I agree. I am in no way saying that Jesus is the only way to God. But I think think that, historically speaking, Jesus is the way for "Christians". Torah is the way for Jews. The Quran is the way for Muslims. Meditation and Enlightenment is the way for Buddhists. To remove the distinctives, in my opinion, diminishes the richness of the traditions.

 

Bill, You amuse me. :) No one took Jesus out. By your own admission Jesus is mentioned twice in the revised 8 points. How many times must Jesus be mentioned so as not to "diminish the richness of tradition"? I thought i made it clear "we believe he taught how we can experience and share that wholeness and oneness that is expressed in behavior and practice" . No other way is mentioned other than Jesus for Progressive Christianity even though it says we believe thwere are other ways to God as you acknowledge. Perhaps you are correct that some distinction is removed that "diminishes the richness of the tradition:" Well the PC movement has certainly been getting away from traditional Christianity and i for one personally feel richer for it and do not wish to go back to tradition and all that tradition entails. Tradition seems to me to have held people in bondage long enough.

 

Again, I agree. But how we communicate these expressions does employ the use of words. Words are important because they are short-hand for our ideas and concepts. Certain words call up certain ideas and concepts. So if I said that I was praying for and working for Allah's kingdom or for the glory of Zeus, you would not simply conclude that I was speaking of the same ideas/concepts found in Jesus' teachings.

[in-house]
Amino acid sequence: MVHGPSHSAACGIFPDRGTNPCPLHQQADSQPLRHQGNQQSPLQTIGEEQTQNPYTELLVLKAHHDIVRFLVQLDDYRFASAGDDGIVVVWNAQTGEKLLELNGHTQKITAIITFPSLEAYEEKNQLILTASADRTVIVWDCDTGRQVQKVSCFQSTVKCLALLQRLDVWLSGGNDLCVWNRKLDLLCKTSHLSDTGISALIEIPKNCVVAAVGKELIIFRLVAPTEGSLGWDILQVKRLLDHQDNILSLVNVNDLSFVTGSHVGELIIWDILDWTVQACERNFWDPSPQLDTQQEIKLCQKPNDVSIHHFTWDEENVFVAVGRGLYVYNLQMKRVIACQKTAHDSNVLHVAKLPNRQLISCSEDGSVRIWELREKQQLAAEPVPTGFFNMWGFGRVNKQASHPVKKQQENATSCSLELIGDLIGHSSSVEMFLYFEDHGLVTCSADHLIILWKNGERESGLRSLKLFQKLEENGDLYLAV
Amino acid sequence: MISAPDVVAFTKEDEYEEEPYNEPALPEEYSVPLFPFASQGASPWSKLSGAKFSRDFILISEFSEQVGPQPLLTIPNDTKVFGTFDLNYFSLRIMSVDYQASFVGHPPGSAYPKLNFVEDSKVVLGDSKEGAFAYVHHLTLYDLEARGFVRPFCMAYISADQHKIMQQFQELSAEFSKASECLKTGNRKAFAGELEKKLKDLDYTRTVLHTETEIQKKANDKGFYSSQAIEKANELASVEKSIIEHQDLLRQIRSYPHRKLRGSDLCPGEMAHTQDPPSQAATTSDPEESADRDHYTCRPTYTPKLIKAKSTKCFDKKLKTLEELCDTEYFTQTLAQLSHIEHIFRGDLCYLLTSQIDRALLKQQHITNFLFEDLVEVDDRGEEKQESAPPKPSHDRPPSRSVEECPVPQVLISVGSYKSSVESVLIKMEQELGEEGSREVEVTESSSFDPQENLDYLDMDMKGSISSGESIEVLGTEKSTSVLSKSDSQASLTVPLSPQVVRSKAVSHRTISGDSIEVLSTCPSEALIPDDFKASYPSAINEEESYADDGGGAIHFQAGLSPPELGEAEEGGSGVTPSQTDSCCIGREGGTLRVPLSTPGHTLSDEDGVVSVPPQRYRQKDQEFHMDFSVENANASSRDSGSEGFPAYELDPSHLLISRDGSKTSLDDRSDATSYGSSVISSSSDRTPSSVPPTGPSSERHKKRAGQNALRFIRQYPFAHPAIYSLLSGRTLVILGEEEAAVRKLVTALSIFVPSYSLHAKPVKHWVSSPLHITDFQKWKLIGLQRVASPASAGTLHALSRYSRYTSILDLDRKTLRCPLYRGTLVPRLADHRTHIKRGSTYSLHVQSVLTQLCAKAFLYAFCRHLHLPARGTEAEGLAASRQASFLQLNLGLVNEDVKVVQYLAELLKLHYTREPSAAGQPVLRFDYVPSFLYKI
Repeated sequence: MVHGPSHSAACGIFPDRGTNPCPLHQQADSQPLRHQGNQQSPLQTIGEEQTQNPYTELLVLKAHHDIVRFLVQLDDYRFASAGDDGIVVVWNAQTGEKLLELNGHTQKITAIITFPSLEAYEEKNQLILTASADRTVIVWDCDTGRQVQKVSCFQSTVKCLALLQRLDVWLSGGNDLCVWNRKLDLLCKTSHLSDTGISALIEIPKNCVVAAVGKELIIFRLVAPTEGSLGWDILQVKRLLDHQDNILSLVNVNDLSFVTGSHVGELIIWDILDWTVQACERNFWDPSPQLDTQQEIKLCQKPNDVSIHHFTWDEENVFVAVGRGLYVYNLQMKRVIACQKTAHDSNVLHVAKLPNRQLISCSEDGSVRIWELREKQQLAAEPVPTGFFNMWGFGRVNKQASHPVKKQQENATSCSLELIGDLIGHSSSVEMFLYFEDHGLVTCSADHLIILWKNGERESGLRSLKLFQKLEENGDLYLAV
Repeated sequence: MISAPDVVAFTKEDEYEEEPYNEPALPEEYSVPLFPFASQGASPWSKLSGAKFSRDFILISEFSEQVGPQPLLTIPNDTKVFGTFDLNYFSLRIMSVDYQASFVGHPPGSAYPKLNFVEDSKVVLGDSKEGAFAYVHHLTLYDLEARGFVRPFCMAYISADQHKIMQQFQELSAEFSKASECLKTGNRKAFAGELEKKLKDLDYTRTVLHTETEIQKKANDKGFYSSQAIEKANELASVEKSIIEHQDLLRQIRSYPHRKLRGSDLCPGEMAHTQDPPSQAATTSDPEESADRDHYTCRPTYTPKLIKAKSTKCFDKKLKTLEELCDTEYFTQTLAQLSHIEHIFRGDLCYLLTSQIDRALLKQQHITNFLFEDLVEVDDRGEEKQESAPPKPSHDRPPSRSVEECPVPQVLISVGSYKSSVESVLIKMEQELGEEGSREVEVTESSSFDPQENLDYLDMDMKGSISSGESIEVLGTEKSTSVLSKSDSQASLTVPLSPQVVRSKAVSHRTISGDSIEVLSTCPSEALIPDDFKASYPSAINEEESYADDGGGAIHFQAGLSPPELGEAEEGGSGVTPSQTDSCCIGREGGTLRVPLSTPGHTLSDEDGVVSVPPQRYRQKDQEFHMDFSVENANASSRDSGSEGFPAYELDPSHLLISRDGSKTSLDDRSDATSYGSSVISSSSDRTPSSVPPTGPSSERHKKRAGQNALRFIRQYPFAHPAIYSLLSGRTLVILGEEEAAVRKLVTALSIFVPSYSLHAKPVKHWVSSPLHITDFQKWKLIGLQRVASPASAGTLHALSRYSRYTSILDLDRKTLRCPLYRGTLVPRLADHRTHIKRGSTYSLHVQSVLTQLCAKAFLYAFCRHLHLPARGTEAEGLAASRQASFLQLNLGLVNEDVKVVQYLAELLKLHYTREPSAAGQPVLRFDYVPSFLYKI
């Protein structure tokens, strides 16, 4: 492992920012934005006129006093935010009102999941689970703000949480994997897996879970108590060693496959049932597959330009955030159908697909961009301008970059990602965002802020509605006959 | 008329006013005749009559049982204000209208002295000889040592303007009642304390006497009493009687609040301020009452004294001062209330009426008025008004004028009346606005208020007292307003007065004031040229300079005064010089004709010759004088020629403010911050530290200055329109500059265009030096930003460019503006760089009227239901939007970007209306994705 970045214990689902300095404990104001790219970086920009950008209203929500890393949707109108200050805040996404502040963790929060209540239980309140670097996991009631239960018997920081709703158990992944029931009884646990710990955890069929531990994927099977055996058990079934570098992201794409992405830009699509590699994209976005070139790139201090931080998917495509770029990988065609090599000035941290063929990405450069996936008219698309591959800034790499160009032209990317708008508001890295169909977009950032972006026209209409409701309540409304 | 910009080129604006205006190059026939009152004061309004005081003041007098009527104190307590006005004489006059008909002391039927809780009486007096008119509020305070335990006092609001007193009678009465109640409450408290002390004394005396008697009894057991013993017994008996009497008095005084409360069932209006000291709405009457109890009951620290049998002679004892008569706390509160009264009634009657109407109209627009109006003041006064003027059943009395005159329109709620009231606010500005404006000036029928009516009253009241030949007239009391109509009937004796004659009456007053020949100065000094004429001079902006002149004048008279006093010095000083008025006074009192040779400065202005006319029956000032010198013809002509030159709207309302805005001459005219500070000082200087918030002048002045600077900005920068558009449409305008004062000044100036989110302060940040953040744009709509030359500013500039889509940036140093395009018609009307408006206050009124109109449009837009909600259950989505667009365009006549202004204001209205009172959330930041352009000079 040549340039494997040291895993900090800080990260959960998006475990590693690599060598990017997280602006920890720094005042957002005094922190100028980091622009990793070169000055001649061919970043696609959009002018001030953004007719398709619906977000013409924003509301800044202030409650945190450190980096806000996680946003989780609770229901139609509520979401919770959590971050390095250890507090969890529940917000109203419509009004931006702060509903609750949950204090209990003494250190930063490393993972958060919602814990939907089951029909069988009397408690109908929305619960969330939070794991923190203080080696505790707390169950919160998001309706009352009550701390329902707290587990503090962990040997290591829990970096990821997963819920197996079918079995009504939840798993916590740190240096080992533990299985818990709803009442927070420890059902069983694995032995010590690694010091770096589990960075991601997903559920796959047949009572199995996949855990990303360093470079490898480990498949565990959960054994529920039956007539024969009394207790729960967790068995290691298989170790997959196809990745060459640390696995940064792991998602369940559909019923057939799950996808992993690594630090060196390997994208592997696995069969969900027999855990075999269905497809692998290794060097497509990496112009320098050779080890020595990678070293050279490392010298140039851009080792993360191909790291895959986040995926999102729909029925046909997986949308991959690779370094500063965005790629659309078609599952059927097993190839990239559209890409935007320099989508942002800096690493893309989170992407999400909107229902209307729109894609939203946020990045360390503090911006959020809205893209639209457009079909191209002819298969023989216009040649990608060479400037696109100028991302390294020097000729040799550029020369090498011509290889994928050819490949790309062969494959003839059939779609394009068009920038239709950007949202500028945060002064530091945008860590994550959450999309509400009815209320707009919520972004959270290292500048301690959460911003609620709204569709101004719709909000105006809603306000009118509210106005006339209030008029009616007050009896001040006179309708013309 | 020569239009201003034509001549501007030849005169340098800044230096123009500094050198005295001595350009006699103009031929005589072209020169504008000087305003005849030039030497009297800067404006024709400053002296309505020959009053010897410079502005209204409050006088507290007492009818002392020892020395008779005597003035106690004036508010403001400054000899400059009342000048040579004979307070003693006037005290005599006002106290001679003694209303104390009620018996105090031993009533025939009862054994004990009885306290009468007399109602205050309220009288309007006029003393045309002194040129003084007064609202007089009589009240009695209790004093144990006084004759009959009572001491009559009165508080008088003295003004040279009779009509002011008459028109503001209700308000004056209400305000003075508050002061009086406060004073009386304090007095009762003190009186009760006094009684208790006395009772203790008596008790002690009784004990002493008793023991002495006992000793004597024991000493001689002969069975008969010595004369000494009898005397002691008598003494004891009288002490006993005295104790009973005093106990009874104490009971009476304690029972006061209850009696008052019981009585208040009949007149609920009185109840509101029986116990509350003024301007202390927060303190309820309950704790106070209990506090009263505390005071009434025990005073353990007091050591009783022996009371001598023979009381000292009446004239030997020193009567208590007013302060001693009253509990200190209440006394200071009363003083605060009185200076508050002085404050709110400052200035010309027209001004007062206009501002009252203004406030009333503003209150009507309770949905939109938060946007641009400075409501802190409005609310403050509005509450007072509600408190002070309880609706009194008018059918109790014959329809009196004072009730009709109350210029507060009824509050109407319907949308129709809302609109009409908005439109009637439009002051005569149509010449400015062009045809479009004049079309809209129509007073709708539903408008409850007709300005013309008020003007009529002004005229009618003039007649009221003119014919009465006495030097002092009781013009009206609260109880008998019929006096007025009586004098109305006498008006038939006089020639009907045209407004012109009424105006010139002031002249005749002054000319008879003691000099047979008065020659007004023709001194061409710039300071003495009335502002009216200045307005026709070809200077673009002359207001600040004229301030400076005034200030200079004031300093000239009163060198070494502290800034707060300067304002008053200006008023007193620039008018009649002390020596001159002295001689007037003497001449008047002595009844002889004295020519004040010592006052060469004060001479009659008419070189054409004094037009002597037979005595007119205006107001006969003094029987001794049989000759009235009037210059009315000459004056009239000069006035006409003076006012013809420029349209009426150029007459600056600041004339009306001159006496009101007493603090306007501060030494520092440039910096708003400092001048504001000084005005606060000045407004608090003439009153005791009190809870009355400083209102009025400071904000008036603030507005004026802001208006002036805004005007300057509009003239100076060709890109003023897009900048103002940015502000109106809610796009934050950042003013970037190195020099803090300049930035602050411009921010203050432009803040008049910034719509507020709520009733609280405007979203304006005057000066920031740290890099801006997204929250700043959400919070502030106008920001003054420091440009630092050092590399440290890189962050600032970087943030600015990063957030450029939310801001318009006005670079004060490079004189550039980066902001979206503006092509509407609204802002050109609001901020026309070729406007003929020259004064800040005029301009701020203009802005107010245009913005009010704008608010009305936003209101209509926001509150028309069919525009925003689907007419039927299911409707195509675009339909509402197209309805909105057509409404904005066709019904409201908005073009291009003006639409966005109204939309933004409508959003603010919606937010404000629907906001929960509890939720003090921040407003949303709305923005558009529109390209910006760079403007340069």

:) Yes but it seems you go to extremes by your examples which to me appear not to relate to what is said in the 8 points.or Bob Ryder's or my response comment. The word God is not very distinctive at all except maybe to traditional/fundamental Christians and i would guess from your writings here that your view would definitely not agree with what they were taught . Words are important but frankly the word God in my view doesn't communicate anything distinctive that i would understand exactly what the other person really meant or understood, if that is what you are so concerned about.

 

 

But, Joseph, it is one thing to say that we have misinterpreted what is there; it is quite another to remove what is there. Warning: another personal point-of-view: I see no way to talk about Jesus' message or mission or ministry while, at the same time, surgically removing all God-language and God-talk from his life and teachings, even if we don't know his exact acts and words. It is akin to asking me to tell you about my childhood and background but saying that I cannot use the words "father", "mother", or "parents" because some people have had bad experiences with their families.